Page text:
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    Day 1: Classroom Communities

    Welcome to Week 3, Day 1 of Room to Grow! Today is all about helping you engage with your students as they interact with their communities! Children of all ages are curious about the world around them, and this lesson explores ways to positively address their observations and questions. This video will help you frame meaningful conversations that normalize talking about skin color, and the word melanin (the pigment that gives human skin, hair, and eyes their color) is explained.

    Watch Explaining Race.

     

    Video: https://www.youtube.com/watch?v=Dk_HYAiS26I

    After you watch, you might want to:

    • Invite children to share ways that they would describe their own skin color.
    • Emphasize that we are all different and those differences can help us stand strong like the tree.

    It’s important to emphasize that what makes us different can also help make us strong!

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    Day 2: Provider to Parent

    Today is all about helping parents take practical steps to incorporate diversity (by broadening representation of all skin colors in books, art, dolls, and other materials used with children) while continuing the conversation about race in their homes.  As you explore this topic, regularly check in with children to find out what they already know and how they are processing this information. Talking to children about race and identity now will help them become more empathetic listeners later.

    As resilient as children are, big feelings are normal, and both kids and adults can practice self-care when emotions feel overwhelming. In the process of learning and growing, it’s important to encourage children to celebrate who they are, exactly as they are. Everyone is valued and special!

    Watch Ideas for Families, and play Let’s Talk About Race!

    Video: https://www.youtube.com/watch?v=C8-PlZs_nR4

    Launch

    It’s important to consider families on base and what they have access to. What kind of foods are at the commissary? What toys, clothing, and home interior items are available at The Exchange? You may need to help caregivers get creative!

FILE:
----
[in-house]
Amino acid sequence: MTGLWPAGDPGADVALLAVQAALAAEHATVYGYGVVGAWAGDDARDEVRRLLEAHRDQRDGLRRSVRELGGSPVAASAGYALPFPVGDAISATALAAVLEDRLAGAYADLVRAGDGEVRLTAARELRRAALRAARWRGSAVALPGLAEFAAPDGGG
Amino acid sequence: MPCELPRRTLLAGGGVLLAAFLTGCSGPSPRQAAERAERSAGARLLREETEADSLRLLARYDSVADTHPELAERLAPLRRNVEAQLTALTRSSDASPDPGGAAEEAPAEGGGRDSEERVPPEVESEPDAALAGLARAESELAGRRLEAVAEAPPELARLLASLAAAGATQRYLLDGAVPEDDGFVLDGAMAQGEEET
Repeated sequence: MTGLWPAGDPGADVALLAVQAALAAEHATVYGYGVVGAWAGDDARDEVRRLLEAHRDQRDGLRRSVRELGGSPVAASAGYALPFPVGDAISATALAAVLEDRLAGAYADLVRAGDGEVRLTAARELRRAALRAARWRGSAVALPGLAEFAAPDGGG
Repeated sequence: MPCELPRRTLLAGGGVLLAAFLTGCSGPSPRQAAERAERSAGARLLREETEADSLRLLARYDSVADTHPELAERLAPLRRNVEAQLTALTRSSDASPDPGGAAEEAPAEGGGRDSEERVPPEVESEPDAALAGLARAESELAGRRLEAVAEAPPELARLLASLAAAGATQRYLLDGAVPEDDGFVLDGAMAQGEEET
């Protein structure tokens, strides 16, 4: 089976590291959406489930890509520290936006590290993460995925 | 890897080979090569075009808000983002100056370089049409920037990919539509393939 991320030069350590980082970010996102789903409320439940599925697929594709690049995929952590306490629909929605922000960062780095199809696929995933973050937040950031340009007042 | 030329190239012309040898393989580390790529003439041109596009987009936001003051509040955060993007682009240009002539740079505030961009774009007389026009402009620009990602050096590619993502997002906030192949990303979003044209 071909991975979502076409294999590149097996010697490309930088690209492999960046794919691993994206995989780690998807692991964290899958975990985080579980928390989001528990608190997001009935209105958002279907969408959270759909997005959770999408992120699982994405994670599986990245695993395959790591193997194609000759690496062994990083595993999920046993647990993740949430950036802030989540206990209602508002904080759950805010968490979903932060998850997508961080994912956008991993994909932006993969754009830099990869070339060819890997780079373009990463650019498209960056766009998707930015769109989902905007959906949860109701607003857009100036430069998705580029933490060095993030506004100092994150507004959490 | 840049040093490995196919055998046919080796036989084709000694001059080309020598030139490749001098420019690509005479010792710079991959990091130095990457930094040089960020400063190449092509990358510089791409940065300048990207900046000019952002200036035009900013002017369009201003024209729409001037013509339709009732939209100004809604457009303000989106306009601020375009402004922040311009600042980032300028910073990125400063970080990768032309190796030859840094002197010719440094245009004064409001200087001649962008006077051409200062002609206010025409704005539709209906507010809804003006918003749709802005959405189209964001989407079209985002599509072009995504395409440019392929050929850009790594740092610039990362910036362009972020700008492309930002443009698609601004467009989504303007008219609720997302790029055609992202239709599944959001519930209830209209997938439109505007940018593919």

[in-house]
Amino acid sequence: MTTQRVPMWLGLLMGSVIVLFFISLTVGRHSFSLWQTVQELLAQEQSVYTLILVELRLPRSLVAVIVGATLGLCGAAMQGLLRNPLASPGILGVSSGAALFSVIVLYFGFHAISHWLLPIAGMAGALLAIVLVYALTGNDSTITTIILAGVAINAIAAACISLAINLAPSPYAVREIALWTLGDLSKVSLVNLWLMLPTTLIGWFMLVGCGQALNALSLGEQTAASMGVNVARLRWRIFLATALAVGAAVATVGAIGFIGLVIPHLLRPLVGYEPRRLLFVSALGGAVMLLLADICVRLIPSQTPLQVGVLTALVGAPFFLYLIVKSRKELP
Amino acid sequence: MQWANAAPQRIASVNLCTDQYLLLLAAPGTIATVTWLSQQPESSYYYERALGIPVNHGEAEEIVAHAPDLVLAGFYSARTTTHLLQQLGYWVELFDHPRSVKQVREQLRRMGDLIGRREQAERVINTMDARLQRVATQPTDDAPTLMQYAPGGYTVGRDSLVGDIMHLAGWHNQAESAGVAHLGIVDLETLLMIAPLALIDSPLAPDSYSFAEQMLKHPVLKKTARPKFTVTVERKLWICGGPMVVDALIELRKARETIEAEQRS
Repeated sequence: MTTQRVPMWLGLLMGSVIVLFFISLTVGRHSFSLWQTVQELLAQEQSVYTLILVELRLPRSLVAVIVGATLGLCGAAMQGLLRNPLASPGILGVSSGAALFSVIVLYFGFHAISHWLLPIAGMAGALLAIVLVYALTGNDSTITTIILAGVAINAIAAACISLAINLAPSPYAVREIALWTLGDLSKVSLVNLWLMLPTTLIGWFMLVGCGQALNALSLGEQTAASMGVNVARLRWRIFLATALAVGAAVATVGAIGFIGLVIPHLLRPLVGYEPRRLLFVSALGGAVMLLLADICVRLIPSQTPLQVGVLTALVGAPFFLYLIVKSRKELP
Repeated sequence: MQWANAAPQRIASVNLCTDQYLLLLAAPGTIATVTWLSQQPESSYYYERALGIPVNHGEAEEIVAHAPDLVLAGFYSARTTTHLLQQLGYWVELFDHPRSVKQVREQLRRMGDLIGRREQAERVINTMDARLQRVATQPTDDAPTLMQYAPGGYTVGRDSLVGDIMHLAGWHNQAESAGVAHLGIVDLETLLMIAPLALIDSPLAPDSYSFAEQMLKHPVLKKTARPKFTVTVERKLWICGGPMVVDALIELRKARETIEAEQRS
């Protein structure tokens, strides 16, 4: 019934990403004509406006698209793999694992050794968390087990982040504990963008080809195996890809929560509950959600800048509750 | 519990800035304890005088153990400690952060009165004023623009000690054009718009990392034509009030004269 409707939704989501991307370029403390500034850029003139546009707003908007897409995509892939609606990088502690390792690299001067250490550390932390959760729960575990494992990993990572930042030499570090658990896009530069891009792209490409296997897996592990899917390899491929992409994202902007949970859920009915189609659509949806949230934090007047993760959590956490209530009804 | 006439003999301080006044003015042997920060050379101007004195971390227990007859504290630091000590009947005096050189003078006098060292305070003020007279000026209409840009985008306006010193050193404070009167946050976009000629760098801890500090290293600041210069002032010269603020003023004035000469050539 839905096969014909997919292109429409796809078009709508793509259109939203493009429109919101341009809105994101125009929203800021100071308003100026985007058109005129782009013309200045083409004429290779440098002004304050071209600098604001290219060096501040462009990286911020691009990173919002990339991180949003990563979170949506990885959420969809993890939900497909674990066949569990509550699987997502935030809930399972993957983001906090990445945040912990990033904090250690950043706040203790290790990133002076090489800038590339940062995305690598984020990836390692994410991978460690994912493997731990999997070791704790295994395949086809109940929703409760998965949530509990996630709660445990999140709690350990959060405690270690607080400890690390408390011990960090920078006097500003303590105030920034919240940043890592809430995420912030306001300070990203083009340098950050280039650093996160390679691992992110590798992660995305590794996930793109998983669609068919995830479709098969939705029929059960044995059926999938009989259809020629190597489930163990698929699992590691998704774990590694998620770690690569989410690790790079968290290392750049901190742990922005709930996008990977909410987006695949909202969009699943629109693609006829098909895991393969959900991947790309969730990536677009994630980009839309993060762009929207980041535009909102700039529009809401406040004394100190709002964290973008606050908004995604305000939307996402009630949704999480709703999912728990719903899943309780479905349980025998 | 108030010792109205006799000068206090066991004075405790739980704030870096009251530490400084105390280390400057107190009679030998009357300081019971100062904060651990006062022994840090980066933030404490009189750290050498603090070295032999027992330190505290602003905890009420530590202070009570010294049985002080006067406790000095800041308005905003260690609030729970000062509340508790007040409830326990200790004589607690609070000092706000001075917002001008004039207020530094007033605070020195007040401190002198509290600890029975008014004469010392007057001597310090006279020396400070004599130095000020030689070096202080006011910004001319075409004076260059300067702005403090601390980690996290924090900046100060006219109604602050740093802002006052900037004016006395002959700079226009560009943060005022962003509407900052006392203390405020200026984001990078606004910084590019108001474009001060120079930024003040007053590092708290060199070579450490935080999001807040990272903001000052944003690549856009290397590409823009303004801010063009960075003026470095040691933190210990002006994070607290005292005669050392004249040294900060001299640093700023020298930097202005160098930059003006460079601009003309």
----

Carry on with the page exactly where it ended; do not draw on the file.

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    Day 3: Fun with Families

    Today is all about helping parents playfully engage with their children. This lesson highlights the importance of words of affirmation and how they can help build confidence. Every child has a unique personality and gifts to share with the world, and you can have a lot of fun helping them explore what those are as they are developing.

    Watch We Are Wonderful.

    Video: https://www.youtube.com/watch?v=YEKt-c-LGNk

    When children recognize and name the things that make them wonderful, they will be more likely to call out the good in their classmates, neighbors, and friends. This is one way you can teach them to come together and show them that everyone is wonderful from the inside out.

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    Day 4: Professional Practice

    Today is all about helping you learn tangible ways to address some of the barriers you, along with caregivers, may encounter when talking about race and racism. Feeling inexperienced on the topic, being afraid of making a mistake, and not wanting to offend anyone are all challenges you can overcome, and being equipped with the right tools in conversations about racism helps us move past fear.

    Everyone starts somewhere, and this is a marathon—not a sprint—to the finish line. From your heart, to your home, your classroom, and community, this can be a formative process. With a commitment to learning new, helpful ways to approach this conversation, you have the ability to continue moving forward in this journey, no matter how daunting it may feel at the beginning.

    Watch the webinar Talking about and standing up against racism.

    Video: https://www.youtube.com/watch?v=9P23B0nCPLI

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    Day 5: Questions and Reflections

    Lessons about race and racism can feel hard, but can get easier when we thread conversations and activities about identity into a child’s daily routines and activities.

    Please take a moment to reflect on the questions below, and how your answers may shape the work you do for military children and families!

    1. Of the lessons reflected in the webinar, which do you believe is most important?
    2. Why did you select that lesson?
    3. How will you integrate lessons into your work with children and families?
    4. How can you help military families diversify what children see in their home?

    As a mother, I want to raise my children with love, empathy and a desire to leave our world better than we found it. Part of that looks like having challenging conversations with my children in age-appropriate ways, but it’s not always easy to know where to start. My hope is that this webinar provides the tools and insight that helps parents, with any level of comfort and experience, feel more confident in having these discussions as they are also reminded that they are not on this journey alone.

    -Patricia A. Taylor, Anti-Racism Educator

    Congratulations!

    You’ve finished Week 3!